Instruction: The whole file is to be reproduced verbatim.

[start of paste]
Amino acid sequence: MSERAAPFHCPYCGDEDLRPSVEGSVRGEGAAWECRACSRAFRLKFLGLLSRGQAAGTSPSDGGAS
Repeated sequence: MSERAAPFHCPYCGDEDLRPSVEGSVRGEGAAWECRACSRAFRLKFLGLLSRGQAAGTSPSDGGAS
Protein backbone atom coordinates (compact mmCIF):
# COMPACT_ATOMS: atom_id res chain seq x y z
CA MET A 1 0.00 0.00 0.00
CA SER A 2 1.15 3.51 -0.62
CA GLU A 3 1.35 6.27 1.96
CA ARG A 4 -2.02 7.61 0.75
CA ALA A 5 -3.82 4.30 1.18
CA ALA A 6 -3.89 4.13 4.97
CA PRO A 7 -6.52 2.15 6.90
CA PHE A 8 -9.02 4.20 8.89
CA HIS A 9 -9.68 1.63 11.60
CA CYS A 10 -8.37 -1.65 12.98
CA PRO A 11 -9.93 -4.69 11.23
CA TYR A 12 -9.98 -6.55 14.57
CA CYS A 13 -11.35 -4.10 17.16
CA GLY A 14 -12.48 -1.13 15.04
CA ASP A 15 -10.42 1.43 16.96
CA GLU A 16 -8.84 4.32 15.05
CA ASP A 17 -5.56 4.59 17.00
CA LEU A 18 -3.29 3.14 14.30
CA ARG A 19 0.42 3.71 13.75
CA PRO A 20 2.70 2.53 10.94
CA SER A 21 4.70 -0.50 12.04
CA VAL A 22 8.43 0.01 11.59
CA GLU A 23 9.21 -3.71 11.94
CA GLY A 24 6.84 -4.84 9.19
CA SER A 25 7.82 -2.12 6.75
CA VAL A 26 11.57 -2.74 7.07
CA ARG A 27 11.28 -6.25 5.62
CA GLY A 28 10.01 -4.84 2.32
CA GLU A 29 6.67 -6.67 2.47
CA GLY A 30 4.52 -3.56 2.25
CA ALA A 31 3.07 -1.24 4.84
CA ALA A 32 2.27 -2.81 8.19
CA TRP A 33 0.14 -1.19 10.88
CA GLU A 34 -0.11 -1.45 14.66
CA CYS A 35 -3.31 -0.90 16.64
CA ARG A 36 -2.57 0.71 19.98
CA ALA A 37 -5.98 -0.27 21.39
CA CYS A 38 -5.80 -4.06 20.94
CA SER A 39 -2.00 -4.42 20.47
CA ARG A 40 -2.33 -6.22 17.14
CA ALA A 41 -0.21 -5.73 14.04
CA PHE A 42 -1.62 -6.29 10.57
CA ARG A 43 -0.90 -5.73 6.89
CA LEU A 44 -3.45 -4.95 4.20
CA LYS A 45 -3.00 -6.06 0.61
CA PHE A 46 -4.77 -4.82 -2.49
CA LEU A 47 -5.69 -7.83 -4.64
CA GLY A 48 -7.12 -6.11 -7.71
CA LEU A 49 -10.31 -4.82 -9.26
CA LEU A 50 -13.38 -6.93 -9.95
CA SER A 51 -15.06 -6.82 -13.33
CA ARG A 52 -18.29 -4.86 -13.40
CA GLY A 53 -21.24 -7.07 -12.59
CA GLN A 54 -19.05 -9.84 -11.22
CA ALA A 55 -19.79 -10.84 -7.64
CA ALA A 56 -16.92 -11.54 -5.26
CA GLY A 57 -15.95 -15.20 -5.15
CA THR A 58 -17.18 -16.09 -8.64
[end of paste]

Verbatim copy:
Amino acid sequence: MSERAAPFHCPYCGDEDLRPSVEGSVRGEGAAWECRACSRAFRLKFLGLLSRGQAAGTSPSDGGAS
Repeated sequence: MSERAAPFHCPYCGDEDLRPSVEGSVRGEGAAWECRACSRAFRLKFLGLLSRGQAAGTSPSDGGAS
Protein backbone atom coordinates (compact mmCIF):
# COMPACT_ATOMS: atom_id res chain seq x y z
CA MET A 1 0.00 0.00 0.00
CA SER A 2 1.15 3.51 -0.62
CA GLU A 3 1.35 6.27 1.96
CA ARG A 4 -2.02 7.61 0.75
CA ALA A 5 -3.82 4.30 1.18
CA ALA A 6 -3.89 4.13 4.97
CA PRO A 7 -6.52 2.15 6.90
CA PHE A 8 -9.02 4.20 8.89
CA HIS A 9 -9.68 1.63 11.60
CA CYS A 10 -8.37 -1.65 12.98
CA PRO A 11 -9.93 -4.69 11.23
CA TYR A 12 -9.98 -6.55 14.57
CA CYS A 13 -11.35 -4.10 17.16
CA GLY A 14 -12.48 -1.13 15.04
CA ASP A 15 -10.42 1.43 16.96
CA GLU A 16 -8.84 4.32 15.05
CA ASP A 17 -5.56 4.59 17.00
CA LEU A 18 -3.29 3.14 14.30
CA ARG A 19 0.42 3.71 13.75
CA PRO A 20 2.70 2.53 10.94
CA SER A 21 4.70 -0.50 12.04
CA VAL A 22 8.43 0.01 11.59
CA GLU A 23 9.21 -3.71 11.94
CA GLY A 24 6.84 -4.84 9.19
CA SER A 25 7.82 -2.12 6.75
CA VAL A 26 11.57 -2.74 7.07
CA ARG A 27 11.28 -6.25 5.62
CA GLY A 28 10.01 -4.84 2.32
CA GLU A 29 6.67 -6.67 2.47
CA GLY A 30 4.52 -3.56 2.25
CA ALA A 31 3.07 -1.24 4.84
CA ALA A 32 2.27 -2.81 8.19
CA TRP A 33 0.14 -1.19 10.88
CA GLU A 34 -0.11 -1.45 14.66
CA CYS A 35 -3.31 -0.90 16.64
CA ARG A 36 -2.57 0.71 19.98
CA ALA A 37 -5.98 -0.27 21.39
CA CYS A 38 -5.80 -4.06 20.94
CA SER A 39 -2.00 -4.42 20.47
CA ARG A 40 -2.33 -6.22 17.14
CA ALA A 41 -0.21 -5.73 14.04
CA PHE A 42 -1.62 -6.29 10.57
CA ARG A 43 -0.90 -5.73 6.89
CA LEU A 44 -3.45 -4.95 4.20
CA LYS A 45 -3.00 -6.06 0.61
CA PHE A 46 -4.77 -4.82 -2.49
CA LEU A 47 -5.69 -7.83 -4.64
CA GLY A 48 -7.12 -6.11 -7.71
CA LEU A 49 -10.31 -4.82 -9.26
CA LEU A 50 -13.38 -6.93 -9.95
CA SER A 51 -15.06 -6.82 -13.33
CA ARG A 52 -18.29 -4.86 -13.40
CA GLY A 53 -21.24 -7.07 -12.59
CA GLN A 54 -19.05 -9.84 -11.22
CA ALA A 55 -19.79 -10.84 -7.64
CA ALA A 56 -16.92 -11.54 -5.26
CA GLY A 57 -15.95 -15.20 -5.15
CA THR A 58 -17.18 -16.09 -8.64